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For the mechanical engineering and architecture usage, see isometric projection.

In mathematics, an isometry, isometric isomorphism or congruence mapping is a distance-preserving isomorphism between metric spaces. Geometric figures which can be related by an isometry are called congruent.

Isometries are often used in constructions where one space is embedded in another space. For instance, the completion of a metric space M involves an isometry from M into M', a quotient set of the space of Cauchy sequences on M. The original space M is thus isometrically isomorphic to a subspace of a complete metric space, and it is usually identified with this subspace. Other embedding constructions show that every metric space is isometrically isomorphic to a closed subset of some normed vector space and that every complete metric space is isometrically isomorphic to a closed subset of some Banach space.


The notion of isometry comes in two main flavors: global isometry and a weaker notion path isometry or arcwise isometry. Both are often called just isometry and one should guess from context which one is intended.

Let X and Y be metric spaces with metrics d_{X} and d_{Y}. A map f:X\to Y is called distance preserving if for any x,y\in X one has d_{Y}(f(x),f(y))=d_{X}(x,y). A distance preserving map is automatically injective.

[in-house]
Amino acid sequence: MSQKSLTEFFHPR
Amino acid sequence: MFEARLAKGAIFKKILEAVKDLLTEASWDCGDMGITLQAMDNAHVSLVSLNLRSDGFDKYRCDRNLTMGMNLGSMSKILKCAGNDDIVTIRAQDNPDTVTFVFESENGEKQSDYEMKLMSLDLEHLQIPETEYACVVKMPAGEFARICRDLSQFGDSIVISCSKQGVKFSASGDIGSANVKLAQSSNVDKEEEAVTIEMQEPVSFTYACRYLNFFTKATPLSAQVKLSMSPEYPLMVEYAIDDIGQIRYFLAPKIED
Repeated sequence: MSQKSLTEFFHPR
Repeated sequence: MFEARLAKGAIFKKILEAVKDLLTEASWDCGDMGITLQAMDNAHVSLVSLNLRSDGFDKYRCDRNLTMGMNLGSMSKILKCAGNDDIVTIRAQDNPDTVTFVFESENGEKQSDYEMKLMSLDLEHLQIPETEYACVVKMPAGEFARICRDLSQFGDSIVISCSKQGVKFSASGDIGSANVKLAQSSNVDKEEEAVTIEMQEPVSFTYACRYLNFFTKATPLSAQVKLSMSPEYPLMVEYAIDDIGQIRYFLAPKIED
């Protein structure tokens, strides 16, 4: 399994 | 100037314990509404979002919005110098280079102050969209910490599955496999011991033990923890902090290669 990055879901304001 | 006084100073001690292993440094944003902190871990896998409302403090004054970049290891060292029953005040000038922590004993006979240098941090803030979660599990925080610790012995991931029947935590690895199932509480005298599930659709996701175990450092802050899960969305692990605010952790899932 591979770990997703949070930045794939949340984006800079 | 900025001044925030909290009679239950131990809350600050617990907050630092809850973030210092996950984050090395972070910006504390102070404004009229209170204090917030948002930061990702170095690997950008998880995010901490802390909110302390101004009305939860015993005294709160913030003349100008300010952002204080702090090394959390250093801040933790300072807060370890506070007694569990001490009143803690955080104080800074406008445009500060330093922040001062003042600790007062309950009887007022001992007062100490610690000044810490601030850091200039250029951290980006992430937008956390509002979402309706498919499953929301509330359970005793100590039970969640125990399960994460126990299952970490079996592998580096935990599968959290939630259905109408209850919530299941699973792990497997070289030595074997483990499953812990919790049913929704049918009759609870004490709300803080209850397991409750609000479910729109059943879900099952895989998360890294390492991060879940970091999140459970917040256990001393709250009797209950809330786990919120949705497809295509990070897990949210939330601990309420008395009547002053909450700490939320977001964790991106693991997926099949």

A global isometry is a bijective distance preserving map. A path isometry or arcwise isometry is a map which preserves the lengths of curves (not necessarily bijective).

Two metric spaces X and Y are called isometric if there is an isometry from X to Y. The set of isometries from a metric space to itself forms a group with respect to function composition, called the isometry group.


  • The map R\to R defined by x\mapsto |x| is a path isometry but not a global isometry.


  • Given a positive real number ε, an ε-isometry or almost isometry (also called a Hausdorff approximation) is a map f:X\to Y between metric spaces such that
    1. for x,x'\in X one has |d_{Y}(f(x),f(x'))-d_{X}(x,x')|<\epsilon , and
    2. for any point y\in Y there exists a point x\in X with d_{Y}(y,f(x))<\epsilon .
That is, an ε-isometry preserves distances to within ε and leaves no element of the codomain further than ε away from the image of an element of the domain. Note that ε-isometries are not assumed to be continuous.

See also

he:איזומטריה ja:等長写像 pl:Izometria ru:Изометрия